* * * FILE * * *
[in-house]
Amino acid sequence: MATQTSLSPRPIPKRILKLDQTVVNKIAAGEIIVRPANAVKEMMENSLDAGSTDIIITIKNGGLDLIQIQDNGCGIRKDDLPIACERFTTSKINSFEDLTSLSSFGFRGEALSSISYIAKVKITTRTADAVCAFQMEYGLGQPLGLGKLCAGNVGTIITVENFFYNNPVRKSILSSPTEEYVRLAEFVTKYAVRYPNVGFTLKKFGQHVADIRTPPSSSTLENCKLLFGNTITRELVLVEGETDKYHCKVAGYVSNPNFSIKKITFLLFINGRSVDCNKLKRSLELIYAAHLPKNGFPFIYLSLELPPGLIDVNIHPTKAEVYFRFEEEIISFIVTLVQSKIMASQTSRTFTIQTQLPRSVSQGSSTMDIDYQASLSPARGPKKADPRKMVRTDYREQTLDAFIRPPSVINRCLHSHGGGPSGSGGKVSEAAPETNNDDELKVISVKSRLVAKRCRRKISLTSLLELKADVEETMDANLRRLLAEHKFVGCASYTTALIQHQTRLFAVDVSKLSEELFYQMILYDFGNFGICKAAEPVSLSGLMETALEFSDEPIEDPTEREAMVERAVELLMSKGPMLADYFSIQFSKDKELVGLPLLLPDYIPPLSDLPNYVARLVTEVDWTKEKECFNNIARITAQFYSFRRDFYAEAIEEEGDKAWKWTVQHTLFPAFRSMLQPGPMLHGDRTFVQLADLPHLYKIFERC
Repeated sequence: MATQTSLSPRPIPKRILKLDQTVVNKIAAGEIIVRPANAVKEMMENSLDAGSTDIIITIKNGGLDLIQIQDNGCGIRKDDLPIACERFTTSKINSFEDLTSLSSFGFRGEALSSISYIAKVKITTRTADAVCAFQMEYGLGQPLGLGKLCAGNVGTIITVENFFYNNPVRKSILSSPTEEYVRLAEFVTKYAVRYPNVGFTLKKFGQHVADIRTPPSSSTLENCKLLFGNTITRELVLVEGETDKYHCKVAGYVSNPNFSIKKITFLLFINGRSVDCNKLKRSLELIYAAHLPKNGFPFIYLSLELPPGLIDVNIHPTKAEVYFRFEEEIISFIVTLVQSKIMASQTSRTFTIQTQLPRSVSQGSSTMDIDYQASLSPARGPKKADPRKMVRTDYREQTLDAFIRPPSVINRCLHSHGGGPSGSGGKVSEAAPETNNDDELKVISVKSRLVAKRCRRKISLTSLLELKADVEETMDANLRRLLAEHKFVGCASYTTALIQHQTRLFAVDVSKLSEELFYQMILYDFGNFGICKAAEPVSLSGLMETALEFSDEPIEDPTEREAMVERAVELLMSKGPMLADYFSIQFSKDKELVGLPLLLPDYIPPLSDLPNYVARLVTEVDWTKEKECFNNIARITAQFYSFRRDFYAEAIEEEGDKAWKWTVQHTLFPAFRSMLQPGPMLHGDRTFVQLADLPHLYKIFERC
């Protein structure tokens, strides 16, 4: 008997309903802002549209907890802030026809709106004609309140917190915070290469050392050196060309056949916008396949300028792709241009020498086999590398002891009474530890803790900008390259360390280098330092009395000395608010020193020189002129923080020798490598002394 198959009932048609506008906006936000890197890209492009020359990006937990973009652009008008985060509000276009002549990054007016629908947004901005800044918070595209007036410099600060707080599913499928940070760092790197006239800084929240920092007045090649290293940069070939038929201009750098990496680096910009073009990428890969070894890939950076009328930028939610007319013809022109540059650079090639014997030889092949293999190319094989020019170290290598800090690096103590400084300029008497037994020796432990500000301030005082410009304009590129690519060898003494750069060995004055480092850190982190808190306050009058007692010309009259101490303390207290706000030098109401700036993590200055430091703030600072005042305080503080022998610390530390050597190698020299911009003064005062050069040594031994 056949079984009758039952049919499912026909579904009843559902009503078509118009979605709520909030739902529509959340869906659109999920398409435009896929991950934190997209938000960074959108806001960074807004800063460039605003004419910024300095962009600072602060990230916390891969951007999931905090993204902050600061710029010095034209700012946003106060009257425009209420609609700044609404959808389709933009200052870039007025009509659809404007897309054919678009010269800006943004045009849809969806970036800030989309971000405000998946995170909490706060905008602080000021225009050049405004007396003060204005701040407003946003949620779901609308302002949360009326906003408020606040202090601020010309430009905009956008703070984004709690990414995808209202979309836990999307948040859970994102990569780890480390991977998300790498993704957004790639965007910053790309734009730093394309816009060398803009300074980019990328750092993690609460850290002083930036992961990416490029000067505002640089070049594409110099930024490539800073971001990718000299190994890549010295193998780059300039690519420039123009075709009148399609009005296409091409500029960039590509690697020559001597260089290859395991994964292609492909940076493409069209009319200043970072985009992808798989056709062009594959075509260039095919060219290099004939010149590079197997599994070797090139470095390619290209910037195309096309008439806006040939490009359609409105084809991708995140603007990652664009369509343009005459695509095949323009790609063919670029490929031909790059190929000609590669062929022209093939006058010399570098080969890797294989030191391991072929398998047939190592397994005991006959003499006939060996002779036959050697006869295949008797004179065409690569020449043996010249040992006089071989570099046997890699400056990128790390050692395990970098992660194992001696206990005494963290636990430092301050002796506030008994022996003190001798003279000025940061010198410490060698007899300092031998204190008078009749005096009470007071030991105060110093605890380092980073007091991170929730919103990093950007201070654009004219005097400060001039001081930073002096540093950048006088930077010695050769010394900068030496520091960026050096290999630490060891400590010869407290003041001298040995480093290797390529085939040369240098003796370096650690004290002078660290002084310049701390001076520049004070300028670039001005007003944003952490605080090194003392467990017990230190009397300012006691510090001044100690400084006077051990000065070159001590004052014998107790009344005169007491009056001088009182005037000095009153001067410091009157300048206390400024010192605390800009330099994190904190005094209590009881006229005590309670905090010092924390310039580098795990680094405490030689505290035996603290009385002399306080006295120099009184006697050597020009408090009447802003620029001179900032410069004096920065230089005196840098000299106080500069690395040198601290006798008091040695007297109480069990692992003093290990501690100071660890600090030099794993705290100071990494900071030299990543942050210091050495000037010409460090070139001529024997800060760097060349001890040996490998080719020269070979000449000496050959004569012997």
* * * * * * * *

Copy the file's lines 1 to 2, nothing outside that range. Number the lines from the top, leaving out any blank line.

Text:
[in-house]
Amino acid sequence: MATQTSLSPRPIPKRILKLDQTVVNKIAAGEIIVRPANAVKEMMENSLDAGSTDIIITIKNGGLDLIQIQDNGCGIRKDDLPIACERFTTSKINSFEDLTSLSSFGFRGEALSSISYIAKVKITTRTADAVCAFQMEYGLGQPLGLGKLCAGNVGTIITVENFFYNNPVRKSILSSPTEEYVRLAEFVTKYAVRYPNVGFTLKKFGQHVADIRTPPSSSTLENCKLLFGNTITRELVLVEGETDKYHCKVAGYVSNPNFSIKKITFLLFINGRSVDCNKLKRSLELIYAAHLPKNGFPFIYLSLELPPGLIDVNIHPTKAEVYFRFEEEIISFIVTLVQSKIMASQTSRTFTIQTQLPRSVSQGSSTMDIDYQASLSPARGPKKADPRKMVRTDYREQTLDAFIRPPSVINRCLHSHGGGPSGSGGKVSEAAPETNNDDELKVISVKSRLVAKRCRRKISLTSLLELKADVEETMDANLRRLLAEHKFVGCASYTTALIQHQTRLFAVDVSKLSEELFYQMILYDFGNFGICKAAEPVSLSGLMETALEFSDEPIEDPTEREAMVERAVELLMSKGPMLADYFSIQFSKDKELVGLPLLLPDYIPPLSDLPNYVARLVTEVDWTKEKECFNNIARITAQFYSFRRDFYAEAIEEEGDKAWKWTVQHTLFPAFRSMLQPGPMLHGDRTFVQLADLPHLYKIFERC